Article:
Researchers from New Zealand have discovered an amazing hidden world of marine life 500m below the Ross Ice Shelf in Antarctica in a huge cathedral-like cave
Image: NIWA / Craig Stevens)
A hidden world of sea life has been discovered 500m under the ice in Antarctica with shrimp-like creatures in a huge cathedral-like cave.
New Zealand scientists found the exciting new ecosystem beneath the Ross Ice Shelf while studying the effects of global warming in a suspected estuary.
Researchers from universities in Wellington, Auckland and Otago, the National Institute of Water and Atmospherics (Niwa) and Geological and Nuclear Sciences drilled through the ice shelf and into the river below.
After sending a camera down, they were surprised to see tiny swarming amphipods, organisms that are in the same family as lobsters and crabs, the reported To express.
Niwa’s Craig Stevens said: “For a while we thought there was something wrong with the camera, but as sharpness improved we noticed a swarm of arthropods about 5mm in size.
NIWA / Craig Stevens)
“We’ve done experiments in other parts of the ice shelf and thought we had things covered, but this time there were big surprises.”
He added that while exploring climate change is an important aspect of the study, the team also has a discovery element.
“We were jumping up and down because all these animals swimming around our gear means there’s clearly an important ecosystem there,” he continued.
The estuary was first discovered by project lead scientist Huw Horgan of Te Herenga Waka Victoria University of Wellington after spotting a groove in the ice while studying satellite imagery of the Ross Ice Shelf.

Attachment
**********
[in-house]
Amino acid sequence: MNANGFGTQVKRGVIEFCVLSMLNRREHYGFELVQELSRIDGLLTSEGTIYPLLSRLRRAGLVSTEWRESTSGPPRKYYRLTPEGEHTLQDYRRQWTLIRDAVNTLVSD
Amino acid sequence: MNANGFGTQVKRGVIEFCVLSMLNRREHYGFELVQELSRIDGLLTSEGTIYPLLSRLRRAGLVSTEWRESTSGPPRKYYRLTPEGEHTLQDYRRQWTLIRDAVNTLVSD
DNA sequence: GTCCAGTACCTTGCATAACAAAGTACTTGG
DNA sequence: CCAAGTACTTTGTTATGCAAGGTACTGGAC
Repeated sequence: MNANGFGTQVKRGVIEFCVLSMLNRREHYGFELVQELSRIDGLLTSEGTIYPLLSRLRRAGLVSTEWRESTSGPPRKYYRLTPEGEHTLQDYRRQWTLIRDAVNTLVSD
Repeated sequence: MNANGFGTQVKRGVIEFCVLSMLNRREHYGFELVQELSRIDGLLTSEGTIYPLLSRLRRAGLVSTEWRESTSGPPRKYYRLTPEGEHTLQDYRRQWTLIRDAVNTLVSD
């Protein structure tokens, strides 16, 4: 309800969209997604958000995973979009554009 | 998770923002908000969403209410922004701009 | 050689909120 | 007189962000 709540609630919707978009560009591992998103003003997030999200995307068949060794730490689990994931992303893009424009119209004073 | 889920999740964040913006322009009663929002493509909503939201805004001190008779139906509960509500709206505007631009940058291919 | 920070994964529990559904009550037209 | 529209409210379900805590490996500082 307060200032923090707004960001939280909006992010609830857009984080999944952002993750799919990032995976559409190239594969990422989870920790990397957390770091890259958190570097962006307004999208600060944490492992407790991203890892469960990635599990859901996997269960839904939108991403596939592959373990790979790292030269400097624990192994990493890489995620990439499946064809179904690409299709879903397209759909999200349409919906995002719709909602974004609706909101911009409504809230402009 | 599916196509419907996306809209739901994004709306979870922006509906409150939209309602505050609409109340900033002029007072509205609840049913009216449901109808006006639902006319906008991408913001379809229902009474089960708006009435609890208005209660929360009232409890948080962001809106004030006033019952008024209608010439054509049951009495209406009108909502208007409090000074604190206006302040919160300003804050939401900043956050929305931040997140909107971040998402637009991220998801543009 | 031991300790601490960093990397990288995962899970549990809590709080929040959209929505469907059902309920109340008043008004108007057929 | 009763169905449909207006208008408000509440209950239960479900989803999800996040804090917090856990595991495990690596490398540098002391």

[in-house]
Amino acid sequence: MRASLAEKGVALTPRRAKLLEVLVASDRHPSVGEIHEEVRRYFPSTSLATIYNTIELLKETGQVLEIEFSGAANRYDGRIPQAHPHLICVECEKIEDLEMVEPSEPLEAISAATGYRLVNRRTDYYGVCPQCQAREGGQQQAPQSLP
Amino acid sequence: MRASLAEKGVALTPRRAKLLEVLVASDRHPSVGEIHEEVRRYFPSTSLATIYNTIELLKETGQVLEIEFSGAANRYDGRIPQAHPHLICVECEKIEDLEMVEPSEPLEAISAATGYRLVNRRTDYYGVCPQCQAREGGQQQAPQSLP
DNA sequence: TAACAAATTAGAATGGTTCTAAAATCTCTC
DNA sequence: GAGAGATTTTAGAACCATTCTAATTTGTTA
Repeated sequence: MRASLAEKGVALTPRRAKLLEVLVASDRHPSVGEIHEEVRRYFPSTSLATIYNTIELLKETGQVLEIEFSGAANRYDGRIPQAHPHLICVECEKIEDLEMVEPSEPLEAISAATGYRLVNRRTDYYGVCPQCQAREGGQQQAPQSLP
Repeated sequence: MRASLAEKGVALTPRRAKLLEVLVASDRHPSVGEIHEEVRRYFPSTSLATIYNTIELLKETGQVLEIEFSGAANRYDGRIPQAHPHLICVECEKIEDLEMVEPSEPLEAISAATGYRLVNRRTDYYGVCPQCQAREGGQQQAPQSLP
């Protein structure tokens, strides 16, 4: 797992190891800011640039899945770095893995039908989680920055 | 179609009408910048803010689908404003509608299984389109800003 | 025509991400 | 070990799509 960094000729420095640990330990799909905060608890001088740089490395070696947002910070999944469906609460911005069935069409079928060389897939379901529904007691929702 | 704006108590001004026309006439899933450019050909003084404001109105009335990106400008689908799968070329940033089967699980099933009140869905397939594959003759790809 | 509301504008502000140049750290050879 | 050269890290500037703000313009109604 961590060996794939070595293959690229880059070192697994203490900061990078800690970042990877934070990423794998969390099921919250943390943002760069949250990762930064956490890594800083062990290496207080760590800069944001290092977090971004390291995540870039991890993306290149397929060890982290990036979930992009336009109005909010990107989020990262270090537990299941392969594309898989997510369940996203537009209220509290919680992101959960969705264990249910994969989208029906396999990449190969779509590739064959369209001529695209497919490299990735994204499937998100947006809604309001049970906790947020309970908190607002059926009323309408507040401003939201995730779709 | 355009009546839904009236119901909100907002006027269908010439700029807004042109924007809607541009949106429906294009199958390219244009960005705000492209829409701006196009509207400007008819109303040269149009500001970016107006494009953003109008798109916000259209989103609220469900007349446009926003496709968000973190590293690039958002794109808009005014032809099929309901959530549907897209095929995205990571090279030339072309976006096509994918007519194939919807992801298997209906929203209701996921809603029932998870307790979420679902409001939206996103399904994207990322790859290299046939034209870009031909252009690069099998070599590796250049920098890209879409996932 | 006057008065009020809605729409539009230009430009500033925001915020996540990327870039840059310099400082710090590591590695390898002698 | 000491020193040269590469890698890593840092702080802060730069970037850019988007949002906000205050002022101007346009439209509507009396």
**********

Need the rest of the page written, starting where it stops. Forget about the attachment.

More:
Scientists were already aware of the freshwater lakes and rivers beneath the frozen continent, but these hidden features had not yet been studied directly.
NIWA / Craig Stevens)
“Observing and tasting this flow was like being the first to enter a hidden world,” Horgan said.
Researchers left instruments in the river to study its behavior.
Interestingly, they were able to capture the changes during the massive eruption of Tonga’s Hunga Tonga-Hunga Ha’apai volcano.
After the eruption, the instruments detected a significant change in pressure caused by the tsunami making its way through the cavity.
After seeing the impact, Mr Stevens said it shows how everything in the world is connected to the eruption so far from Antarctica.
“Here we are, in a forgotten corner of the world, seeing real-time impacts of events that felt worlds away. It was quite remarkable,” he said.
Tonga, an underwater volcano that erupted in January, triggered a 7.4-magnitude earthquake.
The quake sent tsunami waves to the coast of the Pacific island, which has been blanketed in ash and cut off from aid.
Waves from the tsunami reached as far as California, while evacuation warnings were issued in Australia, Japan and the US.
https://www.mirror.co.uk/news/world-news/antarctic-researchers-stunned-find-hidden-27173773 Antarctic explorers stunned to discover 'hidden world' beneath ice - World News